We need a specialist keeper, this is not an easy job to do.

    • November 13th 2017 @ 1:33pm
      dan ced said | November 13th 2017 @ 1:33pm | ! Report

      They have to take the plunge and give Carey the gloves. I’m sick of this fartarsing around with keepers that did so shit they were dropped. Returning the gloves to Nevill is a step backwards, leaving Wade with the gloves is fkn insane. Giving the gloves to a part time keeper is irresponsible.

      Carey is really the only viable option.

      • Roar Rookie

        November 14th 2017 @ 10:13am
        Dogs Boddy said | November 14th 2017 @ 10:13am | ! Report

        Neville should never have been dropped in the first place.

        It wasn’t because he was a bad wicketkeeper, it was because he was deemed worse with the bat than Matty Wade. How did that work out for us??

        Neville is not keeping well at the moment, so it’s hard to champion his return. I still think he is the best keeper in the country but he’s out of form at the moment.

    • November 13th 2017 @ 8:47pm
      nick said | November 13th 2017 @ 8:47pm | ! Report

      I’d happily give the job to Bancroft. This series will be tighter than people think. Australia have collapsed in 14 out of their 15 past tests. Cast your memory back to the last Ashes in Australia and the keeper saved our bacon from collapse with runs in every test and along with Mitch was the standard player of the series. It appears we are not going to have an old head batting at 6 so having a strong batting keeper at 7 will be vitally important.
      England have Bairstow keeping who dropped a few during the first year or so he was in the job but who is now excellent. They have a serious advantage over us in the lower middle order with Bairstow, Ali, Woakes.

    • November 13th 2017 @ 10:11pm
      Don Freo said | November 13th 2017 @ 10:11pm | ! Report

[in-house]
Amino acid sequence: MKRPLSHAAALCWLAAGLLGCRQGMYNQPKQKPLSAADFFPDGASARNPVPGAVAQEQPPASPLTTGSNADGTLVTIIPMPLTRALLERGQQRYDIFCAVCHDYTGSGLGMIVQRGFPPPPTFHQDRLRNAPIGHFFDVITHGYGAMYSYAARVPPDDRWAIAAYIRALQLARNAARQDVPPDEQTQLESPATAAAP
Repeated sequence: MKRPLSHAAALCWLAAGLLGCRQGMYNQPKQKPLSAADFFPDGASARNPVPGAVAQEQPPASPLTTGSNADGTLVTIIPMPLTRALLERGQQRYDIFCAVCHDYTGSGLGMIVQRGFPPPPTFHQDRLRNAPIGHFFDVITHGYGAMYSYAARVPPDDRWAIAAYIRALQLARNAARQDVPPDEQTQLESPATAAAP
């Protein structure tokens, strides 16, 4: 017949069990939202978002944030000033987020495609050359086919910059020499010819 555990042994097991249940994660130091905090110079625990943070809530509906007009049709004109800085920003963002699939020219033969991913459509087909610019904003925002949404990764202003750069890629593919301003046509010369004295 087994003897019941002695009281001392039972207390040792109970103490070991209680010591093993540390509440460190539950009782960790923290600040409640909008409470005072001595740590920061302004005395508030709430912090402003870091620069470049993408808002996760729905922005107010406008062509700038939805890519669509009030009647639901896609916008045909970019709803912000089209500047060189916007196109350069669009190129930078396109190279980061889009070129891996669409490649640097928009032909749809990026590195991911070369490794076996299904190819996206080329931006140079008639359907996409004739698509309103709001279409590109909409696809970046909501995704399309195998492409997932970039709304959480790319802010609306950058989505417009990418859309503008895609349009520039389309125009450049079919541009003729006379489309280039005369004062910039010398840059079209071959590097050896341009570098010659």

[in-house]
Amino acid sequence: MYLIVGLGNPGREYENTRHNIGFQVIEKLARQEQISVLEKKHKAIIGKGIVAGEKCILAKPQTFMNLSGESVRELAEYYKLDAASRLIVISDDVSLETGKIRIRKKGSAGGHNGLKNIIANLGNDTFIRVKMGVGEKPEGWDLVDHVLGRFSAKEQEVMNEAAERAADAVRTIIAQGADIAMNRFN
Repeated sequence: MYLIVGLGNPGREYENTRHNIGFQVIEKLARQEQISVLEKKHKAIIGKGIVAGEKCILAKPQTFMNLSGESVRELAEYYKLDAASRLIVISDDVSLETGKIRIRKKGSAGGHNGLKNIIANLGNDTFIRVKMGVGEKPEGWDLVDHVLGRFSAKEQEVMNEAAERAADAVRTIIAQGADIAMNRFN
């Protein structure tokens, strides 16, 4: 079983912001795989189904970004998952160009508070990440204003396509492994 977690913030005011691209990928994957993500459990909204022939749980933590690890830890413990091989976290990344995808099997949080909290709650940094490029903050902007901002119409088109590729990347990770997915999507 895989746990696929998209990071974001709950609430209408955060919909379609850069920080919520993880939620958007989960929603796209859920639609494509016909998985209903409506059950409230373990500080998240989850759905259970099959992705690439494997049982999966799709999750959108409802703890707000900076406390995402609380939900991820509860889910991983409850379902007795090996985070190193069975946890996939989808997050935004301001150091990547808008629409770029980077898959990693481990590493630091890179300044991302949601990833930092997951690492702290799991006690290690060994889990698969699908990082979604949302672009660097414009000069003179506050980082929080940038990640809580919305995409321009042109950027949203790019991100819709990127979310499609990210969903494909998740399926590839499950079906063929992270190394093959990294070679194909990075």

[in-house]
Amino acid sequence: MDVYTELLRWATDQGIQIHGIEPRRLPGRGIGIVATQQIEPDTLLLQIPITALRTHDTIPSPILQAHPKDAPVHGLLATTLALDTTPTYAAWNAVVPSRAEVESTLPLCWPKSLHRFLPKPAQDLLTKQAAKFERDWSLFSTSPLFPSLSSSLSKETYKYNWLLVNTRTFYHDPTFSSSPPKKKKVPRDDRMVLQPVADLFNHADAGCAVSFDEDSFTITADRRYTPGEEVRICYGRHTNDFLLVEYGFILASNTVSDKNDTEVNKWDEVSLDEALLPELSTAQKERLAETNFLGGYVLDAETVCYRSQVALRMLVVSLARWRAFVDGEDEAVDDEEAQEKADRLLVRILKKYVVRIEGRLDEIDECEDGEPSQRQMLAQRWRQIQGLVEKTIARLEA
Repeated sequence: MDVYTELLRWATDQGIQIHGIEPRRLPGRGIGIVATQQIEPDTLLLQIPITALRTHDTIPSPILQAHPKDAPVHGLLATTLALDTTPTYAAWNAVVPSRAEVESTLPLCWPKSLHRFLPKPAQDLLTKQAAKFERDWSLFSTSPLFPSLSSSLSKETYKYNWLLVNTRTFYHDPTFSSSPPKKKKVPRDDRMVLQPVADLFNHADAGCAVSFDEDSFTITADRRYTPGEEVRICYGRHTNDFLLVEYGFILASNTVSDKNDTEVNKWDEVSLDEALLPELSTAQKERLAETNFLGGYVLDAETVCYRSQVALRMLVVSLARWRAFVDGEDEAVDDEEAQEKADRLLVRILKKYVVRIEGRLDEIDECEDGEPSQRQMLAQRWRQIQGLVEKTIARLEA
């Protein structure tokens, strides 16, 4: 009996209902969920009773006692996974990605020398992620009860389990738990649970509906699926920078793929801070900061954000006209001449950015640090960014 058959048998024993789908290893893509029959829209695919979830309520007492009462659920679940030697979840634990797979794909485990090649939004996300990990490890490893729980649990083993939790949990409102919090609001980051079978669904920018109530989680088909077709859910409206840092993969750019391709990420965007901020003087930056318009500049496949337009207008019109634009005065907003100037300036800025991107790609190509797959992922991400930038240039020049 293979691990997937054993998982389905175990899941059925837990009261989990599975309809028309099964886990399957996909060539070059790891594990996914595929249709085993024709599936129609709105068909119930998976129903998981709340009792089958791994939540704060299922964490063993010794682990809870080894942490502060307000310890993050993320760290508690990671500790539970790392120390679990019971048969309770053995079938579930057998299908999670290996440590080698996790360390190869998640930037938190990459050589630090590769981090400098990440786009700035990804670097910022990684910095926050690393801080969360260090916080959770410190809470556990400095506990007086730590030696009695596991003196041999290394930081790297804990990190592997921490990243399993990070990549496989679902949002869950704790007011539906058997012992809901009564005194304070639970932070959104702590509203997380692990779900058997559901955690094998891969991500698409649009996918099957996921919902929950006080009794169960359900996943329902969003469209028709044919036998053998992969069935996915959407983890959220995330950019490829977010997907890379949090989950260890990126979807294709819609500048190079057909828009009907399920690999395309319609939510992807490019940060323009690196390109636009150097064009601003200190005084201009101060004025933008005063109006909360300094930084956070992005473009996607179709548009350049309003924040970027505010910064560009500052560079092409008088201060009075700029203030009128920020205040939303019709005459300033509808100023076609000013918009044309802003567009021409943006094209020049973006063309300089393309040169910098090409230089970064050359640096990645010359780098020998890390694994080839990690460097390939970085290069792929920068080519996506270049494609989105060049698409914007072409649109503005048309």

Bancroft’s keeping is as good as De Villiers’ as is the rest of his fielding. He was first a keeper who had to become a specialist batsman because there was no keeping spot available. He is not a “part-time” keeper in the sense you are using the term.

      Recently he has kept in last year’s Matador, this year’s JLT, the Big Bash and Shield games. At the moment, he is the best keeper in Shield cricket, even before we mention batting. Nevill is making way too many errors. Carey missed a sitter stumping last game. Bancroft has kept a clean sheet including one outstanding catch diving forward.

      There is no risk with Bancroft. There is great risk with all the rest.

      • Roar Guru

        November 13th 2017 @ 11:40pm
        Chris Kettlewell said | November 13th 2017 @ 11:40pm | ! Report

        That’s largely been my point also talking about Bancroft. I haven’t seen him keep all that much, but haven’t seen anything to suggest he can’t, and I know that with only 6 first class keeping spots, and the fact that the incumbent basically has to do pretty poorly to get dropped no matter how good other players might be, it can be hard to break into a team as a keeper, and if you are good enough to play just as a batsman and take that chance, that certainly doesn’t mean you aren’t a good keeper.

        I really worry that people keep saying things about Nevill like “it’s generally accepted that he’s the best pure gloveman in the country”. I’ve heard things like that on news reports and things. Yet the facts just don’t add up to that. He’s dropping catches, not even moving for other catches that aren’t even a big stretch away, and giving away byes for balls he totally should be stopping.

        I can’t see that there is any evidence that Nevill would make less mistakes with the gloves than Bancroft, and right now Bancroft is clearly the pick of the keepers with the bat.

        • November 14th 2017 @ 1:19am
          Don Freo said | November 14th 2017 @ 1:19am | ! Report

          Interesting thing with Bancroft is that if he gets the gig, he will make it his own…to the degree that Whiteman might have to be just a batsman. I’d argue that Whiteman is the best batsman in WA after Shaun Marsh.

          He has had a successful graft from his hip to his knuckle and should be back batting soon but is unlikely to keep this year. With Bancroft keeping for Oz and Whiteman just batting, there might be bonuses all around.

    • November 13th 2017 @ 10:41pm
      Bazmace said | November 13th 2017 @ 10:41pm | ! Report

      Problem is all the the keepers are making mistakes with gloves. Bancroft should be a lock!

      • Roar Guru

        November 13th 2017 @ 11:43pm
        Chris Kettlewell said | November 13th 2017 @ 11:43pm | ! Report

        Yes, and of late, Nevill has probably been the worst. I’d probably put his glovework this season below Wade. Nevill getting picked over Wade would likely be picking Nevill because he can bat better, despite making more mistakes with the gloves! I can’t see Bancroft making more errors than either Wade or Nevill (can’t really comment on Carey, as I haven’t seen enough of him, but his batting has also been a major struggle) and Bancroft is clearly the best with the bat at the moment by a fair way!